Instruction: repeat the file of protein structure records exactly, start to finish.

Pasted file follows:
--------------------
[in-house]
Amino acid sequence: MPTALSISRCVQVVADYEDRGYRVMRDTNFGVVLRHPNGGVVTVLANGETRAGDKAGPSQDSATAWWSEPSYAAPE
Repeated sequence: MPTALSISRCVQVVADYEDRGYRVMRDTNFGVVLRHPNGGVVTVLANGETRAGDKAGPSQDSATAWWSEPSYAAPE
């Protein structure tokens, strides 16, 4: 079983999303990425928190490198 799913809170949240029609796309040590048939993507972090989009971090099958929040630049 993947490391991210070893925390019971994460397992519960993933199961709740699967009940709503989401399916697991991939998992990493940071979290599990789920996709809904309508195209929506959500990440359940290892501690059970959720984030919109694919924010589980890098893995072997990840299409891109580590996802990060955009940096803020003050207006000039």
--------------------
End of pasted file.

[in-house]
Amino acid sequence: MPTALSISRCVQVVADYEDRGYRVMRDTNFGVVLRHPNGGVVTVLANGETRAGDKAGPSQDSATAWWSEPSYAAPE
Repeated sequence: MPTALSISRCVQVVADYEDRGYRVMRDTNFGVVLRHPNGGVVTVLANGETRAGDKAGPSQDSATAWWSEPSYAAPE
């Protein structure tokens, strides 16, 4: 079983999303990425928190490198 799913809170949240029609796309040590048939993507972090989009971090099958929040630049 993947490391991210070893925390019971994460397992519960993933199961709740699967009940709503989401399916697991991939998992990493940071979290599990789920996709809904309508195209929506959500990440359940290892501690059970959720984030919109694919924010589980890098893995072997990840299409891109580590996802990060955009940096803020003050207006000039």